As early as next year, market gardeners and fruit farms in Zuidplaspolder will be able to benefit from industry-released CO2 in their greenhouses. Today, Minister Tineke Huizinga for Housing, Spatial Planning and the Environment gave the green light for the construction of the required pipe system.
OCAP is responsible for the supply of carbon dioxide to Zuidplaspolder. OCAP currently also supplies CO2 to market gardeners and horticulturists in the Westland region and the so-called B-triangle, but this concerns only CO2 released by a Shell refinery in Pernis. OCAP’s second source, which facilitates expansion of the pipe system to destinations including Zuidplaspolder, is the recently commissioned Abengoa bioethanol plant in Europoort. Initially, some forty horticulturists will start to re-use this CO2. In the event of further development of the horticultural area in Zuidplaspolder, this system will have sufficient capacity for the connection of newly arriving horticulturists as well.
The expansion of the network will yield an annual saving of 25 million m3 of natural gas, equal to the natural gas consumption of all inhabitants of the recently created municipality of Zuidplas (40,000 inhabitants). The total volume of avoided CO2 emissions that can thus be achieved amounts to 45 kilotons a year.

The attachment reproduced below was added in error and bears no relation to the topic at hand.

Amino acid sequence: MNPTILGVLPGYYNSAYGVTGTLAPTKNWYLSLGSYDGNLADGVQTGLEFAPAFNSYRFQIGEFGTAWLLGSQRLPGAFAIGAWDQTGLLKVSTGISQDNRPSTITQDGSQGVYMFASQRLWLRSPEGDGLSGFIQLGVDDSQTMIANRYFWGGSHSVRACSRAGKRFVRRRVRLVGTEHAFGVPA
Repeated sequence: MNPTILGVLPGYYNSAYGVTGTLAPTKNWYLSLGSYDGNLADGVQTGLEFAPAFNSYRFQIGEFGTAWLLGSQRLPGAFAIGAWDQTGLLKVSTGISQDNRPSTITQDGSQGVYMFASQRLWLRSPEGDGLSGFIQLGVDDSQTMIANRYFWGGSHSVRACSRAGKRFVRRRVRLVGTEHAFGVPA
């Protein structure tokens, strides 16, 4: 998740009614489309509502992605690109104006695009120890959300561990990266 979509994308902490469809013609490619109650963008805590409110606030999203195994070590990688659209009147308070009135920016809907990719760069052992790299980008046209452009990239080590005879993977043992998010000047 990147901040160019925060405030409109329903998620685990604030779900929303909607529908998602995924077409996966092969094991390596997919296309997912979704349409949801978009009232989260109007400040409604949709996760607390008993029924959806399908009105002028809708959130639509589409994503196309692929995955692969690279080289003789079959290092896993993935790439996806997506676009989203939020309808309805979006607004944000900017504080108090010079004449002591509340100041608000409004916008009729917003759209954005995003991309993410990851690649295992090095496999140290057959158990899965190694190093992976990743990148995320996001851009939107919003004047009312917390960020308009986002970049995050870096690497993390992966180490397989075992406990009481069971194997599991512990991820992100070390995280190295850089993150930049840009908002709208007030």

The Zuidplaspolder project involves an investment of between 35 and 40 million euros, five million of which consists of a subsidy granted by the Ministry of Housing, Spatial Planning and the Environment and the Province of South-Holland for the sustainable development of Zuidplaspolder. The European Commission is expected to authorize this subsidy in autumn of this year. The connection of Zuidplaspolder to the OCAP network is a precondition for the development of sustainable greenhouse farming. At the start of the project, Minister Huizinga pointed out once more that the development of sustainable greenhouse farming is extremely important, mentioning in this respect the fact that this sector serves as an example that is admired and imitated far beyond Dutch borders.
The use of CO2 in greenhouses
In their greenhouses, horticulturists carefully manage CO2 levels in order to promote the growth of their crops. For an adequate supply of CO2, they use purified flue gases from their heating boilers. As plants mainly require CO2 at times when there is sufficient light and heat available, these horticulturists need to fire their boilers a lot also in summer months. The heat that is released in the process, cannot be used. In 2005, OCAP started up the supply of CO2 to the horticultural sector, so that market gardeners no longer needed to burn natural gas to produce CO2 themselves. This pure CO2 originated from a Shell refinery in Pernis.
An existing pipe system and a specially constructed distribution network now transport the CO2, that would otherwise be released into the atmosphere through a chimney, to the greenhouses, providing the horticulturists with very affordable and very pure CO2. In addition, the fact that no more flue gases are required to meet the need for CO2 opens up the possibility for greenhouse farms to switch from using fossil energy to the use of renewable energy, such as geothermal power and residual heat. This will significantly benefit both the economy and the environment.